Getting to grips with employment law changes

Promoting justice and protecting the vulnerable are the central aims of sweeping changes that will affect how an organisation manages its workforce from April. It’s called the Good Work Plan, and it’s is ‘one of the biggest shake-ups of employment law in a generation.

The Good Work Plan came about as a result of an independent review, known as the Taylor Review of Modern Working Practices in July 2017. Its implementation has been slow due to Brexit getting in the way, but now it is happening from 6 April. Are you ready?

Highlights of the employment law reform

Right to request a more predictable and stable contract: This new development will predominantly benefit individuals who are employed as casuals or on zero-hour contracts. This law guarantees a minimum number of hours and certainty as to the days on which they will be asked to work.

Extending continuous service from one week to four weeks will protect employees who work on a sporadic or casual basis to qualify for more employment rights (such as the right not to be unfairly dismissed or the right to statutory maternity pay).

Protecting and entitling agency workers’ rights to receive the same level of pay as a permanent worker after 12 weeks of service.

New rules will ensure that tips and gratuities are passed directly to the individual, rather than taken by the employer.

Promoting good communication

Other sections of the Good Work Plan focus on improving communication and certainty in working relationships. The Employment status test is a commitment to enhancing clarity, following recent case laws, whether someone is an employee, worker or self-employed.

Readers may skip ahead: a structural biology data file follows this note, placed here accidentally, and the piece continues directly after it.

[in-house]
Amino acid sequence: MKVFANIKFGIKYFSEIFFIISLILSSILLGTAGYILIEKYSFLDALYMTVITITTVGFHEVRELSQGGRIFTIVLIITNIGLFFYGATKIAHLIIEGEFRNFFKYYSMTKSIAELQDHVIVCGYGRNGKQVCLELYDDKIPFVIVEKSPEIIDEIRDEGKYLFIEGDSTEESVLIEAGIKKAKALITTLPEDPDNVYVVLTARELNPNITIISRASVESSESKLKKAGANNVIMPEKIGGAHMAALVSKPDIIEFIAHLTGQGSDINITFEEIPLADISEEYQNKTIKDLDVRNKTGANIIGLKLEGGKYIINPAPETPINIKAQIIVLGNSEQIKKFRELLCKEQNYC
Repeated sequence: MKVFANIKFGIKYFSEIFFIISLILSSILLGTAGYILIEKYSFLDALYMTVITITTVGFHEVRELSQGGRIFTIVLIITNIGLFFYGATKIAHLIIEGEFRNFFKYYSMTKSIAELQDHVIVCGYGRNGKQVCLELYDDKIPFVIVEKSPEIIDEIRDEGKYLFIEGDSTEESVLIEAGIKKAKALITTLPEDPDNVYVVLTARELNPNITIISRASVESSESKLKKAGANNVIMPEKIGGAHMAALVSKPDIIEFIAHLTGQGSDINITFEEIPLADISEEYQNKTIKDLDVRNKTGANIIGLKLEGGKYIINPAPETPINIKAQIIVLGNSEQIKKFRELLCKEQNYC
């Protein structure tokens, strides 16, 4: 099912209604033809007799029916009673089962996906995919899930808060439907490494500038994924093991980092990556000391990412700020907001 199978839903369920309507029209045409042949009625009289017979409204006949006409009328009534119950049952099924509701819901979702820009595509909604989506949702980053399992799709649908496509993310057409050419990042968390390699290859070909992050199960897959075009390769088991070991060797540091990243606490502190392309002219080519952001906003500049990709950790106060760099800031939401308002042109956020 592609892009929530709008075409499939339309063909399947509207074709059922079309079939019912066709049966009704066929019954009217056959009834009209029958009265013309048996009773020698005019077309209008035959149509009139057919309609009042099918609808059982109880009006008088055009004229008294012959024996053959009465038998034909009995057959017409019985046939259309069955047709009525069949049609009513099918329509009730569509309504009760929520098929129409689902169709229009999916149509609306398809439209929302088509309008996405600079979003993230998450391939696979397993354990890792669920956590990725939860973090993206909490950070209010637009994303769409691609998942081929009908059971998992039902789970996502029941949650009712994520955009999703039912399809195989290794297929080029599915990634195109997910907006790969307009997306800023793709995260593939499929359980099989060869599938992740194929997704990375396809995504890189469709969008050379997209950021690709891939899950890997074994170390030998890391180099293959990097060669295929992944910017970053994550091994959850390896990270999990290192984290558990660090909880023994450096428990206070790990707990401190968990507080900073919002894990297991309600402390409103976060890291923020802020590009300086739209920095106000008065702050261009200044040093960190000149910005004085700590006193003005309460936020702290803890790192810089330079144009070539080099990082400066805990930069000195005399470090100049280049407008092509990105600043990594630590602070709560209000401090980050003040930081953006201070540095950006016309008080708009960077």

Another relationship management change involves a statement of basic terms which will ensure everyone understands their main contractual terms from the outset. From April 2020, it will not just be employees who are entitled to receive a written document setting out their fundamental terms; this right will be extended to workers too.

For agency workers, the employing business has to provide a document known as a ‘key facts’ page upon employment. This notice will include details of the type of contract, the minimum rate of pay they will receive and details of any fees that might be taken.

In response to recent case law, a new holiday entitlement calculator will be launched and will help people in particular who work variable weeks.

So, with the multitude of changes on the horizon as a result of the Good Work Plan, if you’re an employer, you need to start thinking practically about how it will impact your business.

Alcumus PSM (People & Safety Management) is hosting a free to register webinar on Tuesday 11 February, 10am until 11am all about The Good Work Plan and how you can prepare for it and answer your questions.

Contact the Alcumus PSM HR team for advice by emailing psm.enquiries@alcumusgroup.com or call 01484 439930.

Alcumus PSM (People & Safety Management) specialises in human resources (HR) and health and safety (H&S) consulting for small and medium-sized enterprises.

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